Studies dated back in 1960s showed identification of lysosomes and the discovery of autophagy in liver. It was defined to be the process of degradation of intracellular proteins and organelles in lysosomes. Studies in liver also demonstrated that nutritional status of hepatocytes regulates autophagy and that circulating hormones modulate the catabolic autophagic activity in the liver. Intensive hepatic autophagy studies in years demonstrated the importance of lysosome-mediated degradation in maintaining liver homeostasis in normal physiological conditions. Studies also revealed the adequate response of liver to stress inducers like proteotoxicity, metabolic dysregulation, infection and carcinogenesis. Autophagic malfunctions have been found associated with common liver pathogenic diseases indicating that chemical manipulation of autophagy might be potentially therapeutic in nature [7]. Recent researches show the involvement of autophagy in liver diseases. In certain liver diseases the level of autophagy is varied to the specific function. In liver ischemia reperfusion and liver surgery, the level of autophagy is increased and acts a prosurvival function. Infections of hepatitis B and C are also characterized by increased autophagy. During acute liver injury also autophagy is increased and functions in cell survival or death dependent manner. In alcoholic and fatty liver disease, autophagy is decreased marked by degradation of protein aggregates and of damaged organelles as well as lipid degradation. Autophagy is decreased also in hepatocellular carcinoma and has an anti-tumor therapeutic approach [7,8]. Thus autophagy has intriguing roles in liver disease, tumorigenesis, and anti-tumor therapeutics against hepatocellular carcinoma. Chronic hepatitis B infection induced autophagosomes in liver cells harboring low (Tg08) and high (Tg05) replication levels of the HBV DNA [9]. HBx also plays a crucial role in this HBV-induced autophagy which was also confirmed from Huh7.5 cells (HBx negative) not showing autophagy [9]. An interesting in vitro study in HepG2 cells indicated that ginsenoside Rk1 (inhibitor of G(1) phase) have anti-tumor activity and that it inhibited telomerase and induce cell death [10]. The study recognized that Rk1-induced autophagy might also include conversion of LC3-I to LC3-II and monodansylcadaverine (MDC) and also that autophagy inhibitors in combination with Rk1 can be used as an effective anti-cancer treatments of liver [10]. Yet the exact molecular mechanism how HBV and HBx regulates autophagy is not constant and not well understood.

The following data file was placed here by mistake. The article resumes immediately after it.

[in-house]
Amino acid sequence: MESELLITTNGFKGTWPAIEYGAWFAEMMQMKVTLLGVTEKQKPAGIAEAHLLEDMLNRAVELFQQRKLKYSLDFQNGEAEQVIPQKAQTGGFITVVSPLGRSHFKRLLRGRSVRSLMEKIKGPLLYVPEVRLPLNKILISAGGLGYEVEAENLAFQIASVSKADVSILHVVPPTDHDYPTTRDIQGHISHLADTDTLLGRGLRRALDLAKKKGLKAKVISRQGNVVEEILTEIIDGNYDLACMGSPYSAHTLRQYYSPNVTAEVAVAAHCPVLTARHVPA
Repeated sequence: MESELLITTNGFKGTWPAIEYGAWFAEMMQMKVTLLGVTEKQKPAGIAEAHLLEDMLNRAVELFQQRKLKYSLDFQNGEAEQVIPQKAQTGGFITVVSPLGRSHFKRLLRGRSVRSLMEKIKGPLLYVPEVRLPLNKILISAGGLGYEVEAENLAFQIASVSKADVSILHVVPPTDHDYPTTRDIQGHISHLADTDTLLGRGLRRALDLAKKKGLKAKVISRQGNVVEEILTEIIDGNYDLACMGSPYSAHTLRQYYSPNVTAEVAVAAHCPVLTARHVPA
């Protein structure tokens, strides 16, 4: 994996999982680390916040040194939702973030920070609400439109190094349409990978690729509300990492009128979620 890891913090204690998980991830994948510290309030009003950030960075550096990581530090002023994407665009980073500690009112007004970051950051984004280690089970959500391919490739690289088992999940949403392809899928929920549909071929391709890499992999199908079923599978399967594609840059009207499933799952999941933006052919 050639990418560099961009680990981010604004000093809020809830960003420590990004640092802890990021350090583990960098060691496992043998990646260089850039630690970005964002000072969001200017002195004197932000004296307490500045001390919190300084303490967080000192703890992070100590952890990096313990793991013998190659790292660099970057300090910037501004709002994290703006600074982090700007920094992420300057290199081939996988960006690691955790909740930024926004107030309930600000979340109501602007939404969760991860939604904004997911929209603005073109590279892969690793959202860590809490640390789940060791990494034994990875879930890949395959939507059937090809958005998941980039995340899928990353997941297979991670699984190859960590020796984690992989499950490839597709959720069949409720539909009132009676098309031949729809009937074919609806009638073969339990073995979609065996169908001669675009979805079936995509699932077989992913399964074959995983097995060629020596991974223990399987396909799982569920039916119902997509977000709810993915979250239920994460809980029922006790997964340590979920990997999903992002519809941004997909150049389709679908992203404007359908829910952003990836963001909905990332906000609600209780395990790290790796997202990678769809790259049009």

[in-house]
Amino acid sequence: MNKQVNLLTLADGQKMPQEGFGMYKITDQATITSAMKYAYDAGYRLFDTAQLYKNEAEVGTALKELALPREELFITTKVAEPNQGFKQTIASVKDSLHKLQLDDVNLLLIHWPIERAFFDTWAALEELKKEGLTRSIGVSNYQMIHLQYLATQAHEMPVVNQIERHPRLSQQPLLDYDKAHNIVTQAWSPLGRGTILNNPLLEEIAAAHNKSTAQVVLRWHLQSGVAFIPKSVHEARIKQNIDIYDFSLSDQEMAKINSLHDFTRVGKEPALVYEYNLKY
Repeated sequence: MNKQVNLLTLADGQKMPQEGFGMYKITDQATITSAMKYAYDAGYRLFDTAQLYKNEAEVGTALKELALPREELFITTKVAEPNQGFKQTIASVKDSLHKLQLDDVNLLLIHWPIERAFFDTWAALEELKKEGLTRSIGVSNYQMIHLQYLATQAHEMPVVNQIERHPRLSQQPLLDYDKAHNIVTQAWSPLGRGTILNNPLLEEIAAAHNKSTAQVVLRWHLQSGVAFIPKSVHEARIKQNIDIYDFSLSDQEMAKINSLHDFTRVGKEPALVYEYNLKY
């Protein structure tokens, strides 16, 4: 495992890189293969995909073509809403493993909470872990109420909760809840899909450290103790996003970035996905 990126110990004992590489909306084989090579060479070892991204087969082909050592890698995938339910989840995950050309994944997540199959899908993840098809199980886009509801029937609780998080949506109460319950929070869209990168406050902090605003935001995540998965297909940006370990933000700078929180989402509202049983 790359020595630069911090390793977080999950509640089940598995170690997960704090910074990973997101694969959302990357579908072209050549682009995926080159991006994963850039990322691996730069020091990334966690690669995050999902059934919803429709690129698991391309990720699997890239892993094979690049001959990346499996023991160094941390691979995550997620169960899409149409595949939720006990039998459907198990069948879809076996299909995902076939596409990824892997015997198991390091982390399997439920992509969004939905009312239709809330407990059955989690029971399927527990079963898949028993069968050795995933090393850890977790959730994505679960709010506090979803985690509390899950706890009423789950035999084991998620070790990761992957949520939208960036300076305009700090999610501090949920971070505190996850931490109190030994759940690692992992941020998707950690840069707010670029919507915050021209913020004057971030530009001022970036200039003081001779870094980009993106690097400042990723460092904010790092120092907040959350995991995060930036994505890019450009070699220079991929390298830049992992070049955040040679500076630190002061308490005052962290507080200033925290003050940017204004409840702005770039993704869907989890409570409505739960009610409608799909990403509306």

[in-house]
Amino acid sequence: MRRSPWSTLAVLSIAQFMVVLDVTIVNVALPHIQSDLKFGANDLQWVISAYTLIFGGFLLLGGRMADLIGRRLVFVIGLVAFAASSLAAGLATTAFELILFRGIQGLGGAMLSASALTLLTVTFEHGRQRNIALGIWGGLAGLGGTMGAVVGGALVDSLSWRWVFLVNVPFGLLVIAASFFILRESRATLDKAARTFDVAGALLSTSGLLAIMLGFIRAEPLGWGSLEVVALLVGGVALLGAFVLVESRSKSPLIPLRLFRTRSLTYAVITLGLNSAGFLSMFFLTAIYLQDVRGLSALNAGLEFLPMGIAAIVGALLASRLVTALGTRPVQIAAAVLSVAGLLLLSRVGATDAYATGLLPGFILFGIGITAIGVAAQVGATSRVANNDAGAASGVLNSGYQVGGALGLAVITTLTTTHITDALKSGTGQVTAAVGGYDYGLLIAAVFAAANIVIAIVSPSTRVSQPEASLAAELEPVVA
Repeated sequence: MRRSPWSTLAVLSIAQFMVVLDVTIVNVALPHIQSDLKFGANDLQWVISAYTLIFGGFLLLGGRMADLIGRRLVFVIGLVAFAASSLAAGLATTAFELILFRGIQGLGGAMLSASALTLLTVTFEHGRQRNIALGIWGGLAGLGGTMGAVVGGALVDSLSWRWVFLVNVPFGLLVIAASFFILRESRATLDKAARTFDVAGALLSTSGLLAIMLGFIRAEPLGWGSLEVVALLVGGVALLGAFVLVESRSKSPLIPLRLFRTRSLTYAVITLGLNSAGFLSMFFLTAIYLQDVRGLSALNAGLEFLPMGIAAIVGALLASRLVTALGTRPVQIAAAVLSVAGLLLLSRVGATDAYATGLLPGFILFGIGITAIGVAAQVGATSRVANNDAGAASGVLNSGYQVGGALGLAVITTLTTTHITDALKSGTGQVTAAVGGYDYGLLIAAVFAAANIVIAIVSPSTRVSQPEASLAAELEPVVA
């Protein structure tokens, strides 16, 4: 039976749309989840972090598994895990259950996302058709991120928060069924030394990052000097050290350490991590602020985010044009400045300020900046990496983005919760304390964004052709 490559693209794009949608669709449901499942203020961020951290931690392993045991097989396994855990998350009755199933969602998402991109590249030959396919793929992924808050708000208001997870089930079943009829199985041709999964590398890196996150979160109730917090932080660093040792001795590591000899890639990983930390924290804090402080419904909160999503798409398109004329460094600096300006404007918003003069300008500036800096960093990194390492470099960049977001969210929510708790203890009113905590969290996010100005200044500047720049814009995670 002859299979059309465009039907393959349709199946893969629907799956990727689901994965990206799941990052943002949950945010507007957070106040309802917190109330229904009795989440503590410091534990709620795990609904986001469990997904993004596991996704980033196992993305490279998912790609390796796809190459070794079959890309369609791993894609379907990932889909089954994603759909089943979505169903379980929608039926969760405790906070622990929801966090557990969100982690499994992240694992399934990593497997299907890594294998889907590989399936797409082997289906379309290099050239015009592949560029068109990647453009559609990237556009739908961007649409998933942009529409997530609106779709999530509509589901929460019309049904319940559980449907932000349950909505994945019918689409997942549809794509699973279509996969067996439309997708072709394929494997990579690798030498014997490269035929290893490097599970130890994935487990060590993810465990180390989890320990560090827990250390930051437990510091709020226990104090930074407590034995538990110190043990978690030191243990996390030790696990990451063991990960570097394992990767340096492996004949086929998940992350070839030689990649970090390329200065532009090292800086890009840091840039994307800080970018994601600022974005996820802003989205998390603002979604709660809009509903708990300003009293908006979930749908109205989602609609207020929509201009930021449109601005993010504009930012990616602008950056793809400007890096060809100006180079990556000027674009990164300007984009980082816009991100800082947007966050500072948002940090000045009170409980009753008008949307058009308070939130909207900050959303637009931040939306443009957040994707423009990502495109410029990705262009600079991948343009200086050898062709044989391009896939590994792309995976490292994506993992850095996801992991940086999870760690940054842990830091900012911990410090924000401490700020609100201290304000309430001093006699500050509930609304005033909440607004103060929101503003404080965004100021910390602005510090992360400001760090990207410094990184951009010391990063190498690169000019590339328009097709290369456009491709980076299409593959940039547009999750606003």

Autophagy responses in acute liver injury are more unusual as in the two classic models of acute liver injury such as the concanavalin A and the lipopolysaccharide/D- galactosamine induced acute hepatitis [8,11]. Autophagy was enhanced in both models as demonstrated in mice liver involving the specific mechanism of pregnane X receptor (PXR). Autophagy has also been implicated in hepatocyte lipid metabolism through a process called macrolipophagy [12]. The hepatocyte-specific at g7-knockout mice had markedly increased hepatic lipid and decreased hepatic autophagy indications [12,13]. Hepatic cancer has been genetically linked to autophagy malfunction with autophagy regulation in tumorigenesis. Hepatocellular carcinoma (HCC) has clearly demonstrated that autophagy is a tumor suppressor mechanism. Disruption of beclin-1 has a high frequency of spontaneous HCC and the expression of several autophagic genes like ATG5 and ATG7, and B-cell leukemia/lymphoma (Bcl)-xL has been intriguing in HCC [14,15].

Autophagic and non-autophagy pathways can be considered as competitive determinants of cell fate. However, if the homeostatic balance between autophagy and apoptosis is lost, either pathway can potentially drive cellular demise. Some epigenetic modifiers are also involved in the regulation of autophagy and potentiate the efficacy of traditional therapeutics. Therapeutic approaches aiming at modulation of autophagy have been tested and have shown interesting results with promising therapeutic management. Autophagy modulation has confirmed specificity and beneficial impacts in liver diseases. Thus, understanding the novel functions of autophagy control may allow developing potential therapeutic approaches for liver cancer management.